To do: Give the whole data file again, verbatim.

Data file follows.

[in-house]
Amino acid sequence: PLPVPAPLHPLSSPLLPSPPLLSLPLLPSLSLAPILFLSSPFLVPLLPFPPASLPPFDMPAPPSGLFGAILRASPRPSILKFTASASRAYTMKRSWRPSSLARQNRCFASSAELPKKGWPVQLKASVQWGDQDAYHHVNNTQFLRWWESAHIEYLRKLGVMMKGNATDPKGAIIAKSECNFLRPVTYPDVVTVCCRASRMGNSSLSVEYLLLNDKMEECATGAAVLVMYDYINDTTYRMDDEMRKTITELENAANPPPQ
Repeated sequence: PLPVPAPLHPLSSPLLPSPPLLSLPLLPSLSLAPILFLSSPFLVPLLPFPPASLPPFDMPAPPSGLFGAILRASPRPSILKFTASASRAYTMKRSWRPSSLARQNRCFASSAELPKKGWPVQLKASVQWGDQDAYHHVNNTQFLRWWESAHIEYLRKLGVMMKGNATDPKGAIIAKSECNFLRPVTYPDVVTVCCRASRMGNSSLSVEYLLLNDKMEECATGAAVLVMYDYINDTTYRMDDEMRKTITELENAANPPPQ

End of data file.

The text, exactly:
[in-house]
Amino acid sequence: PLPVPAPLHPLSSPLLPSPPLLSLPLLPSLSLAPILFLSSPFLVPLLPFPPASLPPFDMPAPPSGLFGAILRASPRPSILKFTASASRAYTMKRSWRPSSLARQNRCFASSAELPKKGWPVQLKASVQWGDQDAYHHVNNTQFLRWWESAHIEYLRKLGVMMKGNATDPKGAIIAKSECNFLRPVTYPDVVTVCCRASRMGNSSLSVEYLLLNDKMEECATGAAVLVMYDYINDTTYRMDDEMRKTITELENAANPPPQ
Repeated sequence: PLPVPAPLHPLSSPLLPSPPLLSLPLLPSLSLAPILFLSSPFLVPLLPFPPASLPPFDMPAPPSGLFGAILRASPRPSILKFTASASRAYTMKRSWRPSSLARQNRCFASSAELPKKGWPVQLKASVQWGDQDAYHHVNNTQFLRWWESAHIEYLRKLGVMMKGNATDPKGAIIAKSECNFLRPVTYPDVVTVCCRASRMGNSSLSVEYLLLNDKMEECATGAAVLVMYDYINDTTYRMDDEMRKTITELENAANPPPQ